NASA satellites capture 20 years of seasonal changes

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NASA satellites capture 20 years of seasonal changes From space, satellites can see Earth breathe. A new NASA visualization shows 20 years of continuous observations of plant life on land and at the ocean’s surface, from September 1997 to September 2017. On land, vegetation appears on a scale from brown (low vegetation) to dark green (lots of vegetation); at the ocean surface, phytoplankton are indicated on a scale from purple (low) to yellow (high). This visualization was created with data from satellites including SeaWiFS, and instruments including the NASA/NOAA Visible Infrared Imaging Radiometer Suite and the Moderate Resolution Imaging Spectroradiometer. PHOTOS/ NASA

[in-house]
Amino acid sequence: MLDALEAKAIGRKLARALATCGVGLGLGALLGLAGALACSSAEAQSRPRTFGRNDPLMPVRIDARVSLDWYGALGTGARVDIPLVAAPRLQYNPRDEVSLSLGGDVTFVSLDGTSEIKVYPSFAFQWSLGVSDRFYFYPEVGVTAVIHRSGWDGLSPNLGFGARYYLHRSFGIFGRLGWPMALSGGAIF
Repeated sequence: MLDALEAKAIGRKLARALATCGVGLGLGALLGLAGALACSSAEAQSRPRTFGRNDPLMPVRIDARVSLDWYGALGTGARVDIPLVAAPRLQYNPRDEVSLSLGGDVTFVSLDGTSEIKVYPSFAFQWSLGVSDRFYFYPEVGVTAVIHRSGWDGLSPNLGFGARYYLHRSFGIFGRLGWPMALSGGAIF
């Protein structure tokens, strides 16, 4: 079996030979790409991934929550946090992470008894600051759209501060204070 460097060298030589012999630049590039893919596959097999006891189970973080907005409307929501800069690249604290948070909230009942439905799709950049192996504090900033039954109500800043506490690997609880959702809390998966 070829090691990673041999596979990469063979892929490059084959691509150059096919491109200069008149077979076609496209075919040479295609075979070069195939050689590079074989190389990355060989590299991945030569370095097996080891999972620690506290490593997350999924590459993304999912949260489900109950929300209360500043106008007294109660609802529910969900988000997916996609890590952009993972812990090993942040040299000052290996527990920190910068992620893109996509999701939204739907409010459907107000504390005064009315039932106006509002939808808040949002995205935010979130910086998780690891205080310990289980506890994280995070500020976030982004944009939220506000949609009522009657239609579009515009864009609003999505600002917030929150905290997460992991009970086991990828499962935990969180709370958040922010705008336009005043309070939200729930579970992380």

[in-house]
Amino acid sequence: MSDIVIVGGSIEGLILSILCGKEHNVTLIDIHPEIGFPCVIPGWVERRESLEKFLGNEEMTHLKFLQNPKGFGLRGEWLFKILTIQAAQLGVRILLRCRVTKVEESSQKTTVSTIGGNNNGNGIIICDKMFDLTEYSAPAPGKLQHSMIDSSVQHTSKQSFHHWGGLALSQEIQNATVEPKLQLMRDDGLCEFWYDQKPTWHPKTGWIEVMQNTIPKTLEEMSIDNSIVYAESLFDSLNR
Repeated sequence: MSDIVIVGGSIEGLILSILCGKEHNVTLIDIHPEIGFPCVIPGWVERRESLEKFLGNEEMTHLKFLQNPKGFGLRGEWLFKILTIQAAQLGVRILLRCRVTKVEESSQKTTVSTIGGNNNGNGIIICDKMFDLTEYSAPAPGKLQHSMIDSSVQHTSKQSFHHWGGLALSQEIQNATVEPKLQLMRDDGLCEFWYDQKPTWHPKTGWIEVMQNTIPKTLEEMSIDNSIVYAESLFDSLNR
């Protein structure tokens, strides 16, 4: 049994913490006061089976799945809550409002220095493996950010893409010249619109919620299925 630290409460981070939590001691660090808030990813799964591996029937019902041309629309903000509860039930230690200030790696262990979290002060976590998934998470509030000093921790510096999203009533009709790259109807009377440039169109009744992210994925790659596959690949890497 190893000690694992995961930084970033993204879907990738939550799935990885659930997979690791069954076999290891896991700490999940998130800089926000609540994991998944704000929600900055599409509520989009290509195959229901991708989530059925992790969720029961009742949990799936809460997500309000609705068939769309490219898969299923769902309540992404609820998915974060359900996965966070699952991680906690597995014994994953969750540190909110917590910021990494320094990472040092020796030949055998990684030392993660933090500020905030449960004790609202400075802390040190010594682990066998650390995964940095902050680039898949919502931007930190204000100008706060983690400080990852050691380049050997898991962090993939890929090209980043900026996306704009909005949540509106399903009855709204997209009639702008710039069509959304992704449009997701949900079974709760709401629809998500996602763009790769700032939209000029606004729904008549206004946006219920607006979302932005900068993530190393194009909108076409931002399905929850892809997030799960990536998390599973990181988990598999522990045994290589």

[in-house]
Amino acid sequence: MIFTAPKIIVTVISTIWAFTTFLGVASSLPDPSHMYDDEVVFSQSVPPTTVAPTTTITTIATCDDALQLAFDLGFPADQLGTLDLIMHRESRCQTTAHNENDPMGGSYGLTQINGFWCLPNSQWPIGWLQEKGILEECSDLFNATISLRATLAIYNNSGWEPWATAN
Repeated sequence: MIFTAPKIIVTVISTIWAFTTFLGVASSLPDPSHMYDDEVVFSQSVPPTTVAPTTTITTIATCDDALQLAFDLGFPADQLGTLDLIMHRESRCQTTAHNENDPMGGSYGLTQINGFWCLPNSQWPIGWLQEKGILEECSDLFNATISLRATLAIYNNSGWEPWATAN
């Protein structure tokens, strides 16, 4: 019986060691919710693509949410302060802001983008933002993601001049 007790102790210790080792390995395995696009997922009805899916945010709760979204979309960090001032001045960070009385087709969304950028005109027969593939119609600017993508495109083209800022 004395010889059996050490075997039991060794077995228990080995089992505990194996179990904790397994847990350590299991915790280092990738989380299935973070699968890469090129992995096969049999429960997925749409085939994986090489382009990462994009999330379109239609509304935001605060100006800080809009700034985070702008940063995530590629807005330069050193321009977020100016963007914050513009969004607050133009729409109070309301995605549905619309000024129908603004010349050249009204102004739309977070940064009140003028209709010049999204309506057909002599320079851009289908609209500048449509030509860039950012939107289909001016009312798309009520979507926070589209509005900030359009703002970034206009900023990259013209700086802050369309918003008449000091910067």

NASA has captured 20 years of seasonal changes in a striking new global map of the home planet.

The data visualization, released this week, shows two decades’ worth of Earth’s biosphere.

Several satellites were used between September 1997 and September of this year, to compile the data. The polar ice caps can be seen expanding and shrinking with the alternating seasons. In addition, the varying shades of blue, green, red and purple in the oceans depict the abundance _ or lack thereof _ of undersea life.

Programmer Alex Kekesi of NASA’s Goddard Space Flight Center in Greenbelt, Maryland, says it took three months to compile the visualization. He says it will be updated over time, as computer systems for combining numerous data sets like this improve.

Story by The Associated Press


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